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What is Kathina?

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2020-03-04 14:51:07

What is Kathina?

“Kathin” is a Pali word for the wooden frame used to measure length and width by which the robes of Buddhist monks are cut, approximately 2 - by 1- meters (originally five by three sok, or 2.5 by 1.5 metres), hence called Kathin robe. In the olden times, monks would make Kathin robes by themselves by sewing together pieces of discarded cloth and dying it. More recently, Kathin robes are sold ready-made. It has become a tradition to present monks with Kathin robes upon the ending of the Buddhist Lent, during which monks are staying inside their temple compound. During a period of four weeks, starting upon the first night of the waning moon of the 11th month and ending with the first night of the waning moon of the 12th month. According to Dhamma precepts, any disciplined monk with older robes than others would be chosen by the monk assembly to receive presents of Kathin robes. Following tradition, Buddhist believers would place Kathin robes before the monks citing the Pali words of offering. This rite is known as Thot Kathin.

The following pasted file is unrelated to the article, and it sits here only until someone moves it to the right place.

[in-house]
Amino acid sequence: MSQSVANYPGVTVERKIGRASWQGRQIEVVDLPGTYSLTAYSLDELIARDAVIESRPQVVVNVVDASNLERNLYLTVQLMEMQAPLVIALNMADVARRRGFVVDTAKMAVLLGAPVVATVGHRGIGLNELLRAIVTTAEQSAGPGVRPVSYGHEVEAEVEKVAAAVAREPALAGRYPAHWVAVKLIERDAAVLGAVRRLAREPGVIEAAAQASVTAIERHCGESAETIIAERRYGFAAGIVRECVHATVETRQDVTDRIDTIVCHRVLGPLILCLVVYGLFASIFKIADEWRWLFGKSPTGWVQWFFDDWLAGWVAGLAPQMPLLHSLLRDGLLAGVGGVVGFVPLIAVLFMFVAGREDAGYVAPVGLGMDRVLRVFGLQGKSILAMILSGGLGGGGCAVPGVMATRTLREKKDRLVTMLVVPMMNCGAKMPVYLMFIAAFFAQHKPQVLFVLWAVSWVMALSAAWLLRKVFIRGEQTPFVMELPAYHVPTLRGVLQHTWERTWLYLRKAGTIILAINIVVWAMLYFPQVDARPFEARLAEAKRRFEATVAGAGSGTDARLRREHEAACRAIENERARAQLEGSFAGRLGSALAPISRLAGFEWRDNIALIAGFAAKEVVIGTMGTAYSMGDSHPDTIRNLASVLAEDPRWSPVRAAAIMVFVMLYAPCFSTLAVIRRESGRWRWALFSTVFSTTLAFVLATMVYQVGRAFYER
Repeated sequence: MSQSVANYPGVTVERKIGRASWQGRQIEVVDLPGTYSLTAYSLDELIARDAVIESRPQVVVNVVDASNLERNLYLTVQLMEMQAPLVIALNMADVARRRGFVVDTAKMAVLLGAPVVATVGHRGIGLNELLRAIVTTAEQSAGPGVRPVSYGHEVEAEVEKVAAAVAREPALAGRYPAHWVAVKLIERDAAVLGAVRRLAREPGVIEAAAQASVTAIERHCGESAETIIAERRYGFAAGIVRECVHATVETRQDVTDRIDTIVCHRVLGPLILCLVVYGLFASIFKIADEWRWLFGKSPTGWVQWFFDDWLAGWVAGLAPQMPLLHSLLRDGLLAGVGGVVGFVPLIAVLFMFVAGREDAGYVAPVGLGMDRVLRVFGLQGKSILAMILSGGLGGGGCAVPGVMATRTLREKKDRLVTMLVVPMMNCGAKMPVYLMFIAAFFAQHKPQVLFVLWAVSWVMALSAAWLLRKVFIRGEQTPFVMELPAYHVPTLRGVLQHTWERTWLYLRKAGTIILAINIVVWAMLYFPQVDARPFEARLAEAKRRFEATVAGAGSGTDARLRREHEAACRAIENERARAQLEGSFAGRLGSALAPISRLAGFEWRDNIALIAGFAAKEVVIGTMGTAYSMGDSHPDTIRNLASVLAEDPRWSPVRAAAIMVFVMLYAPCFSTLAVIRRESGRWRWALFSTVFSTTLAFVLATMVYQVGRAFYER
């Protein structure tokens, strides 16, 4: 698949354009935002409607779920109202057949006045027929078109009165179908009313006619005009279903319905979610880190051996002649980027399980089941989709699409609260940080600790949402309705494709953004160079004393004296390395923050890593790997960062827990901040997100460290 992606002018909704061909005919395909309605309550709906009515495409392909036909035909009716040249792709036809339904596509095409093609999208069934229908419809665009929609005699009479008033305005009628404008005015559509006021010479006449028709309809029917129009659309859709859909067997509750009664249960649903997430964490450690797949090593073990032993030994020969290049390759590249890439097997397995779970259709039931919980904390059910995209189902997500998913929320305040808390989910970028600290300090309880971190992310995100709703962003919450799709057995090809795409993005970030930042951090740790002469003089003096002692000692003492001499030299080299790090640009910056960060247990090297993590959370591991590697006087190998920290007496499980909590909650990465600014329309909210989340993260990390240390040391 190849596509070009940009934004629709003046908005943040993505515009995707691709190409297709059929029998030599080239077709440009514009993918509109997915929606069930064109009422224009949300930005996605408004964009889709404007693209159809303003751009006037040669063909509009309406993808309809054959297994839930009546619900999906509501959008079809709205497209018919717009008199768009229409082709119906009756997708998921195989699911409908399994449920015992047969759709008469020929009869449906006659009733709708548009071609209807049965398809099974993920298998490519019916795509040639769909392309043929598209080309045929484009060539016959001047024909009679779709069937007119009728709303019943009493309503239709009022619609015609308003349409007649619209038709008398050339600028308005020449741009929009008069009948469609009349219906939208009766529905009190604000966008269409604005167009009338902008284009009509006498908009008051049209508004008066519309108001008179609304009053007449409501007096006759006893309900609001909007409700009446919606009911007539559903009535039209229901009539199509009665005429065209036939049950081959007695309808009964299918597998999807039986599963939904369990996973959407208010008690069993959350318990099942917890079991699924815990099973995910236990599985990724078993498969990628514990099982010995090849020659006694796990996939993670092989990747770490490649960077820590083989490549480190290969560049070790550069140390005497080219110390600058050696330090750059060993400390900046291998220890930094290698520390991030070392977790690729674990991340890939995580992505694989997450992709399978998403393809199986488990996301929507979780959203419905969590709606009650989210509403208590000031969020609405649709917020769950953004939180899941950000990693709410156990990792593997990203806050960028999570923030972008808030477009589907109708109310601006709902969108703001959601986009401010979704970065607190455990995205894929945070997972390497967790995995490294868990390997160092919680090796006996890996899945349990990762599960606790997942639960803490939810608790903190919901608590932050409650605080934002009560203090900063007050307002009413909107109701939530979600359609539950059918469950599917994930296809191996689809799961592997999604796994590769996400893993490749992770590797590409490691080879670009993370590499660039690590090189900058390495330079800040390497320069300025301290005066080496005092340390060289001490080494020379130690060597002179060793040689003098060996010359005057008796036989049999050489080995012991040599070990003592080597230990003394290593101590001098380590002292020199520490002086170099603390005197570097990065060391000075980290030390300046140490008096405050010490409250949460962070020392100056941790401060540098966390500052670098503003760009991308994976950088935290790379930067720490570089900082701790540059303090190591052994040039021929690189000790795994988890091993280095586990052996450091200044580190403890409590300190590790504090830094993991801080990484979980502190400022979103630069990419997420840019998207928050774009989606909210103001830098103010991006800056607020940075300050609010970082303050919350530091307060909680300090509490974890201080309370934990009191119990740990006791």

Reference

KU Publish Relation. (2012). Kathin “Phra Ratchathan”. Available from: https://www.ku.ac.th
/web2012/index.php?c=adms&m=selbannerh_eng&time=20120913150002&page=News%2520and%2520Event&ip=10&load=tab5&lang=eng&id=28&id1=0 [accessed 18 February 2020]